I disagree that Fred Picker was only selling timers. In my opinion,from the Zone VI products that I used, they represented departures from existing methods and products and that these departures represented improvements. As such I still consider them representing good value.

    I did not say that they were bad products. They were certainly ahead of the time. I still use several zone vi products in my darkroom and in the field.

    lee\c
     
  17. GreyWolf

    GreyWolf Member

    Messages:
    166
    Joined:
    Feb 10, 2003
    Location:
    North of Cal
    I also have a bit of electronic knowledge ( and perhaps a skill or two :unsure: ) and have fixed a EPOI time with erratic behavior. There is what is commonly called a RC circuit inside for each time increment.

    Simply put this is a capacitor (10 cent item) and resistor (another 10 cent item) together. Over time the capacitor can be a problem.

    A competent techie at a fix-it store should be able to repair this quite quickly. I am just not sure if the capacitor bank (group of capacitors) would be available. Might be worth having somebody take a quick look and offer an estimate on the repairs.

    Kind Regards,
     
  18. BobF

    BobF Member

    Messages:
    205
    Joined:
    Sep 7, 2002
    Location:
    Pikes Peak
    Thanks Greywolf & Jhannon, your suggestions sound reasonable except for my electronics illiteracy. As to a "competent techie" I used to know several and I'll have to scare one up for this. If I have to pay for repairs I think I'd rather go Jeremy's way and save for a metrolux.

    I still wonder about changes in contrast as the on/off cycle length will change the color spectrum of the bulbs light which might cause a contrast shift. I'll have to daydream about how to test for this but my guess is that for my purposes it is a non-problem.
     
  19. Jeremy

    Jeremy Member

    Messages:
    2,767
    Joined:
    Oct 26, 2002
    Location:
    Denton, TX
    Shooter:
    Multi Format
    The x10 switch is the only thing wrong with my beseler. The reason for saving for a metrolux is the ability to save multiple times in memory, I'm thinking this might make it easier to split-print. Then again, I might just save up for the RH Designs timer. Who knows, I don't :smile:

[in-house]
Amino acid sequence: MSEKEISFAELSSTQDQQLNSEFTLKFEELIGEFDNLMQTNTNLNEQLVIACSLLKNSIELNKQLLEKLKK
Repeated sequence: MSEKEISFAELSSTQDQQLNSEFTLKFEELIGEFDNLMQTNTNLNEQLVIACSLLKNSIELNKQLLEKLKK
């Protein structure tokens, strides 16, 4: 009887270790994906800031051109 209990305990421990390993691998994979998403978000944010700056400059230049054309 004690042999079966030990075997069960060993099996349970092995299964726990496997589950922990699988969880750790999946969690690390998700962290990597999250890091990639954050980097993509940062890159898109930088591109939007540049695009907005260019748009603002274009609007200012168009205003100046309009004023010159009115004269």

20. lee

    lee Member

    Messages:
    2,913
    Joined:
    Nov 23, 2002
    Location:
    Fort Worth T
    Shooter:
    8x10 Format
    Jeremy,
    As you know I have a Metrolux II timer and if you have any questions please feel free to ask. I have used several timers before and this is by far the best timer I have ever used. Granted I have not used RH Designs set of timers but I have heard that they are excellent. But with the Metrolux II you can buy realatively cheap acc that will allow you to have a small densitometer and a shutter checker. You can get a probe that fits in the head of a cold light that will adjust for voltage fluxuation and if the cold light starts to get to warm. It will make the timer count slower or faster. www.calumetphoto.com

    lee\c
     
  21. blansky

    blansky Subscriber

    Messages:
    5,981
    Joined:
    Nov 6, 2002
    Location:
    Wine country, N. Cal.
    Shooter:
    Medium Format
    Lee:

    I also have the Metrolux II. Since it does not measure seconds but lux units, or units of light, then I don't think that 3x10 or 30 seconds would be any different.

    Fred Pickers unit was a Zone VI and it also was a lux unit and thats why I don't think he had any differences with the 3x10 vs 30 either.

    Where the differences come into play, in my opinion is bulb warm up in the timers that measure strickly seconds.

    Michael McBlane
     
  22. lee

    lee Member

    Messages:
    2,913
    Joined:
    Nov 23, 2002
    Location:
    Fort Worth T
    Shooter:
    8x10 Format
    HI Michael, the Metrolux has a function on the left side that allows for real time if I am correct. It looks that way to me. It is just below the Lux I and Lux II lights and right above the calibration light selection.

    I have no disagreement with your other statements and the 3 second deal is really not important if you use Lux in my opinion.

    lee\c
     
  23. lee

    lee Member

    Messages:
    2,913
    Joined:
    Nov 23, 2002
    Location:
    Fort Worth T
    Shooter:
    8x10 Format
    HI Michael, the Metrolux has a function on the left side that allows for real time if I am correct. It looks that way to me. It is just below the Lux I and Lux II lights and right above the calibration light selection.

    I have no disagreement with your other statements and the 3 second deal is really not important if you use Lux in my opinion.

    lee\c